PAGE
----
When surveyed, 82% of employees said they’d be more loyal, and less likely to leave if they had more flexible jobs.
Money is not the problem. In fact, only 12% of employees actually leave their job because they want more money.
89% of bosses wrongly believe their employees quit because they want more money.
Generation X, employees born between 1961 and 1981, reported the highest levels of stress in the workplace, and thus have the highest risk of leaving your company.
In a survey of 2,000 employees, almost half (43%) said they are looking for a new job, and corporate culture was the main reason.
42% of millennials, who have worked at 2 to 4 different companies, said their job creates a huge amount of stress, and 36% feel their job has a negative impact on their health.
These still represent only a portion of the documented evidence out there. The rest can be read here. What this tells me is our workplace as a whole has a major problem, and its not just retention. It’s just a symptom of the real problem. The real problem is treatment of employees by bosses and employers. To me it’s even more nervy of why employees are mistreated. When you think about it in the grand scheme of things, employers (particularly those of big companies) fit in the higher-end level of the income bracket. This means that in essence, the employees are really helping the employers get rich. So then it brings up my biggest gripe with this thought in mind: Why do employers think its completely acceptable to treat employees poorly? When you look at it that way, higher-ups have a lot of nerve to make anyone else’s life miserable. They going to take home the biggest piece of the pie, while everyone else takes a very tiny sliver.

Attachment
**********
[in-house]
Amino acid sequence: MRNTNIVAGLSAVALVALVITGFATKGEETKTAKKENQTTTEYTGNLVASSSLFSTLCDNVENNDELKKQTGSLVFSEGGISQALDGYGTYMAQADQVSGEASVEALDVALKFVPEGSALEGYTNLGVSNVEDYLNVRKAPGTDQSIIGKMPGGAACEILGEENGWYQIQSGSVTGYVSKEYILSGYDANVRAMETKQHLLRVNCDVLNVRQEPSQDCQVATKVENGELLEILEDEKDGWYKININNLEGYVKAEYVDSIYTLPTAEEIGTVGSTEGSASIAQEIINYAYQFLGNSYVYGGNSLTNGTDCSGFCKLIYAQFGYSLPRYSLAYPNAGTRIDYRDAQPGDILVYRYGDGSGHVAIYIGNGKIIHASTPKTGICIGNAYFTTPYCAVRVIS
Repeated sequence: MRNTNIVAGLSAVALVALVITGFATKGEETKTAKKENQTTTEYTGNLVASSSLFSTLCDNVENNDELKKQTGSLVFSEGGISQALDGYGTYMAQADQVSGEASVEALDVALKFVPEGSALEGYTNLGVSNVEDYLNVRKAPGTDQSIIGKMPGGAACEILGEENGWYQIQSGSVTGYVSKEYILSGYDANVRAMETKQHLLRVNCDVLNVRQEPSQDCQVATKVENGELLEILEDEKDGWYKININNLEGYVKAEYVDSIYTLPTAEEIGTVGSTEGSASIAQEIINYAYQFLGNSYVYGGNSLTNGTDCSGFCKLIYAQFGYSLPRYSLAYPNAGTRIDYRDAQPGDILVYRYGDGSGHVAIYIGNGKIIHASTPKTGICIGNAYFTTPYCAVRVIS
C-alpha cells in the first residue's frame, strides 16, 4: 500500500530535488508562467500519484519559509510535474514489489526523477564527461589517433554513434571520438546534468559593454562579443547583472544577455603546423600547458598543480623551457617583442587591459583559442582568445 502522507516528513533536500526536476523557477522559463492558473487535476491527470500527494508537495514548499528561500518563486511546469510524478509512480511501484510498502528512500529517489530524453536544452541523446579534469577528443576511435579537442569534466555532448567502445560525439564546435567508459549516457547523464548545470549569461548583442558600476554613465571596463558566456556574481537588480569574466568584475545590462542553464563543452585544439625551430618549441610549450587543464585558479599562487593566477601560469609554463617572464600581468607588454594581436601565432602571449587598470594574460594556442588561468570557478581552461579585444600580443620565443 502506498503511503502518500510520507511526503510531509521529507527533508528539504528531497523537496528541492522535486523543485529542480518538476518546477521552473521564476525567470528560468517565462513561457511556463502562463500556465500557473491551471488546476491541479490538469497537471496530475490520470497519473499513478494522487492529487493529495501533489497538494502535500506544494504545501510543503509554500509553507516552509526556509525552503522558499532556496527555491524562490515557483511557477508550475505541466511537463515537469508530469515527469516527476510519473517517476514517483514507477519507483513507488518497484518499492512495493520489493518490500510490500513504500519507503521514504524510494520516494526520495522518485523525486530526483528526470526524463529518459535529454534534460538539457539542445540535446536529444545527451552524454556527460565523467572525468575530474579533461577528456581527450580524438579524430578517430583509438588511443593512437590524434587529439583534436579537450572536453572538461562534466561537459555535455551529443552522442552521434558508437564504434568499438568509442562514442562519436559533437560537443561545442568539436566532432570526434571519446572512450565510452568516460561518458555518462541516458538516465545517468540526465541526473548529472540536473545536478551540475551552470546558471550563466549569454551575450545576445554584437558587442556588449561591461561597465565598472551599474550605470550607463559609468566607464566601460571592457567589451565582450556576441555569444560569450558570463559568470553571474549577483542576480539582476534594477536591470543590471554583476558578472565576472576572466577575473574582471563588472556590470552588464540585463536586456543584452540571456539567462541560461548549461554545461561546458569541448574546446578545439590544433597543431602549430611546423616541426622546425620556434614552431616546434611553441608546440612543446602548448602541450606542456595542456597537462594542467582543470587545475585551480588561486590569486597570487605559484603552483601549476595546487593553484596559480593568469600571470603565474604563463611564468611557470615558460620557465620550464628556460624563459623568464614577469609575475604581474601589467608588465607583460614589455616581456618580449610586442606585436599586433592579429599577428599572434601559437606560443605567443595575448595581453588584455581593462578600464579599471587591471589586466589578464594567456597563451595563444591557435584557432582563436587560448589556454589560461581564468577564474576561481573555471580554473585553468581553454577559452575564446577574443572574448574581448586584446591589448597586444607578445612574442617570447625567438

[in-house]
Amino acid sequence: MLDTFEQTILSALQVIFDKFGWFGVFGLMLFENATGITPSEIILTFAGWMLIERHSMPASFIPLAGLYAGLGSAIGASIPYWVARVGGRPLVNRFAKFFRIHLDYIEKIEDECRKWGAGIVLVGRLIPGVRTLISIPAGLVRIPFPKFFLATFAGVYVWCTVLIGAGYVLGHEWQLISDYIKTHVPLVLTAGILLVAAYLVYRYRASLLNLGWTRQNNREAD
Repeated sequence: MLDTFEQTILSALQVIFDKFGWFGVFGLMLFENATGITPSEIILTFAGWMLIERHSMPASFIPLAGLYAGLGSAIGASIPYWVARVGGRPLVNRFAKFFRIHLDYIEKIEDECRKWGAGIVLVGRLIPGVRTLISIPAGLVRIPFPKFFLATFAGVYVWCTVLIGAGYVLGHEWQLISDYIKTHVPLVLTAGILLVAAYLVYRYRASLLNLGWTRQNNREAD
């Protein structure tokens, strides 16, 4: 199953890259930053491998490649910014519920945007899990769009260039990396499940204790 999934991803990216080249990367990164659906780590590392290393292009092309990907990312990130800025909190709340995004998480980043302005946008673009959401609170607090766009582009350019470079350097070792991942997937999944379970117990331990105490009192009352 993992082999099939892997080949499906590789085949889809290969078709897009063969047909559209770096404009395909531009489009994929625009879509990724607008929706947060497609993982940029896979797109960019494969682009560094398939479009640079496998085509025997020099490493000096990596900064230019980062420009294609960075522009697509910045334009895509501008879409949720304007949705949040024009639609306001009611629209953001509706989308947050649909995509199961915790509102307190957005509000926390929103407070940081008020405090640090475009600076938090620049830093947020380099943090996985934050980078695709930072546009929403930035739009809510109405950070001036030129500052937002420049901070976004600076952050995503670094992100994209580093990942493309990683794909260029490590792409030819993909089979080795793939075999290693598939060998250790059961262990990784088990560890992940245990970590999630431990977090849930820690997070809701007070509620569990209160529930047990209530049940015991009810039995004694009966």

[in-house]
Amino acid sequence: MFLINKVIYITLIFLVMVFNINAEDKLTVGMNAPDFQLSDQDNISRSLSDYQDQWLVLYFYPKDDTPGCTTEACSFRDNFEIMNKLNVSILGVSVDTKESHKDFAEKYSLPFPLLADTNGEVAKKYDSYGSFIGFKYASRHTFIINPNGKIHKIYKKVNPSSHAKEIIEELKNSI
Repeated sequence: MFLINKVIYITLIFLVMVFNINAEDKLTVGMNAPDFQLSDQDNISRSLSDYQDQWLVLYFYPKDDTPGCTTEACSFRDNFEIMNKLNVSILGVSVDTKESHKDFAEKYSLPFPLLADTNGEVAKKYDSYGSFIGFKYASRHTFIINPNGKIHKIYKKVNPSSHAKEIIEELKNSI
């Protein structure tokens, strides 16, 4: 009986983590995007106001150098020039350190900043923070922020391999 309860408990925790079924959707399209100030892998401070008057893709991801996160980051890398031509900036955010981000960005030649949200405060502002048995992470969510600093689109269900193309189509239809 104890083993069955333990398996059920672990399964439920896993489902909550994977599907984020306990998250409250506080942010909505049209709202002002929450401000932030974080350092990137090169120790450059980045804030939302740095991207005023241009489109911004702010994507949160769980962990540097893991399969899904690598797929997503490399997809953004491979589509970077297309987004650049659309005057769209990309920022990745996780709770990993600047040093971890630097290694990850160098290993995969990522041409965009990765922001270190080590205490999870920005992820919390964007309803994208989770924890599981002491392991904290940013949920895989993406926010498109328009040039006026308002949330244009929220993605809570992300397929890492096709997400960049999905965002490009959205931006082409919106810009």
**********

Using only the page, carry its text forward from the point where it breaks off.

I’m not talking about when employees are fired for poor performance, detrimental conduct or thievery. At the end of the day, we all go to work to do a job and do it well. If that’s not being met, then there are rightful consequences. But I don’t believe that a company’s best workers deserve to get abused whether its thru direct words, actions (especially sexual harassment) and/or policies from the boss, or indirect means like forcing them to do a slacking employee’s work for them. It’s unfair and it runs good laborers out the door.
This is almost 2020. Thinking outside the box is at an all-time high for better or for worse. So let’s begin to re-think how we’ve treated those who work for us and work together to create a better working environment. Facts show workers perform better when they’re encouraged, motivated and feel valued (see article here). Remember they’re still people, with feelings, emotions, souls and bills to pay. Not just a means to an end. Wouldn’t it be pleasant if employers refrained from screaming at them over petty mistakes that won’t make a difference on the bottom line. How about if they thought about how to give them raises when they’re taking home hundreds of thousands and millions by the end of the year. No need need to revert to old methods just because “It’s the way we’ve always done it.” Let a new trend begin.